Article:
The home stadium of current Premier League champion Manchester City is set to become the first football stadium in the metaverse. The English club, in partnership with Sony, is working on creating a virtual version of Etihad Stadium in the metaverse – a virtual universe that people can explore as digital avatars. Using a special headset, the technology will allow City fans around the world to watch matches as if they were in the stadium themselves, while actually sitting comfortably on their sofa at home. In fact, by overcoming the barriers of physical reality, this digital version of the stadium will have unlimited seating.
“Roads? Where we’re going, we don’t need roads!” said Doc at the end of the first instalment of the Back to the Future trilogy in 1985. Sure, it’s now 2022 and we still don’t have flying cars or hoverboards, as director Robert Zemeckis thought we might by 2015, but technology continues to develop every year, with everything becoming faster, more user-friendly, and usable by more people.
And the sport industry is also moving with the times. As often happens, soccer has become a driving force behind technological change, with Manchester City F.C. now pioneering a concept that will be truly revolutionary. Last February, the English club signed a three-year partnership with entertainment giant Sony to create a virtual version of its home ground, Etihad Stadium, inside the metaverse. But what is the metaverse?
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The metaverse is a virtual universe generated by an aggregate of digital devices and virtual reality technologies, such as the Oculus headset, to catapult users into a realistic parallel universe. Thanks to this combination of technologies, it’s possible to step into a completely virtual universe as a digital avatar (a graphic and virtual representation of each visitor), interact with other users’ avatars, and attend events. And that’s what City and Sony are planning: to open the doors of their stadium to the metaverse and give everyone a chance to be a spectator at matches featuring one of the best teams in the world.
One of the biggest advantages of this new technology applied to the world of sport is that it limitlessly expands the seating capacity of sports venues. So, while today the skills of Kevin De Bruyne and Erling Haaland can only be seen live by a lucky 55 thousand who can make it to Etihad Stadium for games, in the not too distant future, seating capacity will increase exponentially. Sony’s experts are hard at work on the project, and have already visited and mapped the stadium to reproduce it in digital format. In the meantime, City has bought its virtual space – a plot of “land” on gaming platform The Sandbox – so it can offer its fans this exclusive experience.
The virtual stadium will let fans watch games as if they were there from the comfort of their home, even choosing their preferred angle for watching coach Pep Guardiola’s team of champions. But the idea isn’t limited to giving fans a matchday experience, with the technology also letting them live and breathe their team during the week by meeting with other fans and taking part in events.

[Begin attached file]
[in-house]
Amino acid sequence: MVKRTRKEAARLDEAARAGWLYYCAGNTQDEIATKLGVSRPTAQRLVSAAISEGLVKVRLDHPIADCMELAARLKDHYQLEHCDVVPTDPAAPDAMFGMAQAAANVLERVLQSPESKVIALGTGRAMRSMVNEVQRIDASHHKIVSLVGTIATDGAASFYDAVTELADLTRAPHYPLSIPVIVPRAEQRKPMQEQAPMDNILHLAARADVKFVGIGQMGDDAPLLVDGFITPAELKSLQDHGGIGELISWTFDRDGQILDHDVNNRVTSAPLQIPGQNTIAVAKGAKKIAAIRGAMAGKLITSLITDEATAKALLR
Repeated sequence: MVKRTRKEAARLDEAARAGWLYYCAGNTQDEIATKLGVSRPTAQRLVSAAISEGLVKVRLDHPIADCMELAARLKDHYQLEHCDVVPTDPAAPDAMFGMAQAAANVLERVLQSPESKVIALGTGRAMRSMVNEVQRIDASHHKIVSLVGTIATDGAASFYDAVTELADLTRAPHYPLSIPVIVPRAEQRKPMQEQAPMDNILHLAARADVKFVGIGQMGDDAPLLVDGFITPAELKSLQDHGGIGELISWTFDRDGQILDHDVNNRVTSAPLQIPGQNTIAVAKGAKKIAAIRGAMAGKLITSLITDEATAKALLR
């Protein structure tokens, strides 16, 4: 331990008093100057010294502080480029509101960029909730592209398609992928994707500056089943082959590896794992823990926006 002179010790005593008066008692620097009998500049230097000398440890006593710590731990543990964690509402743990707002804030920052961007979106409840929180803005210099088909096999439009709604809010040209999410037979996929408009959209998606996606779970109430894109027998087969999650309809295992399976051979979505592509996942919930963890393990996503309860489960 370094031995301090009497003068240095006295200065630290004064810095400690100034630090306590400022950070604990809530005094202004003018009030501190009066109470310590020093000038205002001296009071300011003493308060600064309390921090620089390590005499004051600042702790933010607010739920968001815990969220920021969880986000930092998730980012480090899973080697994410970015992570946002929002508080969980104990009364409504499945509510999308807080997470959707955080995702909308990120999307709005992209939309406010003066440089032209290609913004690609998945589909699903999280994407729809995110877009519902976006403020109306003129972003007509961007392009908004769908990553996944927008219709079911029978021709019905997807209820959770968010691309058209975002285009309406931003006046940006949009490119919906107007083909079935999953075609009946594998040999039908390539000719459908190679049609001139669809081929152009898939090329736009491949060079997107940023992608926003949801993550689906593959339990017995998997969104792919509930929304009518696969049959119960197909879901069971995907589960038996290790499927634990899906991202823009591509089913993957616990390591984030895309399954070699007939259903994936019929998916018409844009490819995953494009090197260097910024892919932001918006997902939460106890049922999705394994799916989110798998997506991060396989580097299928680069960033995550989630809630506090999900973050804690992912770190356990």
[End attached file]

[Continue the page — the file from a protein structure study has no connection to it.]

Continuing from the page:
Nuria Tarre, chief marketing and fan engagement officer of City Football Group, the holding company that owns Manchester City (as well as teams around the world, from the United States to Australia, India, Spain, France, and even Palermo in Italy) recently said, “I believe the image of someone sitting on a couch watching a screen will be obsolete in ten years, if not five.” This is why City has dived headfirst into the metaverse with this futuristic project. Tarre adds, “The whole point of owning a metaverse is to be able to watch the games live, be part of the action from various angles, and fill Etihad Stadium as much as you want.”
The relationship between the world of sport and the metaverse is still in its infancy. In the area of team sports, the first team to take the plunge was the Brooklyn Nets, which created the Netaverse by setting up around a hundred high-definition cameras around the court at Barclays Center. Then, at the last Australian Open, something similar was set up, with the trial attracting between four and five thousand unique visitors every day. It’s still early days for the metaverse and we’re still yet to see what directions it will take. But we can be sure that, like all new technologies, its spread will be unstoppable in no time.
The way we approach new technologies is evolving, and innovation is a constant source of ever-changing stimulus and new ways of doing things. Although many people are still wary of the metaverse, believing it will dehumanize relationships and – in this case – the way we experience sport, it’s far more likely that stadiums and sports facilities will continue to host crowds of cheering fans. What will change is our online experience, as it offers new and more engaging forms of participation. Actually, the metaverse should make enjoying a game remotely more inclusive and more engaging, with fans from all over the world able to come together in a (virtual) place at the same time.
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